The Theme Of Inhumanity In Night By Elie Wiesel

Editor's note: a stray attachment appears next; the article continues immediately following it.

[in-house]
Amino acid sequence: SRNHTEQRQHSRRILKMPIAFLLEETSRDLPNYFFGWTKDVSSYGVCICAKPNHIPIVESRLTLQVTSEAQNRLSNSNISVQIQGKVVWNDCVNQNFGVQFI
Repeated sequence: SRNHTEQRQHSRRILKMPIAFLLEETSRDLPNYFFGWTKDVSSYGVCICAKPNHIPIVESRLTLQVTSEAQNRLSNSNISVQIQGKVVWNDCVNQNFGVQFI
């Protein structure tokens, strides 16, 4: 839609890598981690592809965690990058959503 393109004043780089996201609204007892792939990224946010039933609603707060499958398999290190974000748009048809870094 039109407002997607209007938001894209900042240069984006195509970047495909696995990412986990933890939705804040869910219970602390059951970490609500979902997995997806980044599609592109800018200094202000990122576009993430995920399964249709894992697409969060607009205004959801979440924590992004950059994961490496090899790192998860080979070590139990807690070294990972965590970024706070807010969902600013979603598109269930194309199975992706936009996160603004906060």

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Elie Wiesel’s memoir Night is based on his experiences in the German concentration camps of Auschwitz and Buchenwald during the Second World War. Having grown up an Orthodox Jew in the Hungarian village of Sighet, Wiesel and his family was deported to Auschwitz in 1944 where his mother and youngest sister were immediately sent to the gas chambers. While both his older sisters survived, his father, with whom Wiesel had fought to survive the labor camps, died shortly before the war ended. Night tells the horror stories of the Holocaust through the eyes of the fifteen-year old Wiesel who recounts the loss of his innocence, his faith in God, his sense of time and his sense of self. Night describes how the Nazis dehumanized the Jews at every stage through the war years. And in the process, they lost their own sense of humanity. During the Holocaust, the Nazis did not stop at simply asserting their own superiority over the Jews; they stripped them of their sense of self and individuality and reduced them to the numbers they had tattooed on their arms. The theme of inhumanity is common in every story and every memory recounted in the memoir. Night makes you question the power of humanity. It makes you wonder how ordinary human beings could bring themselves to commit the kind of horror that we now deem unthinkable. But then again, people say that the most human thing of all is cruelty. And every family destroyed, every instance of torture and every life lost is

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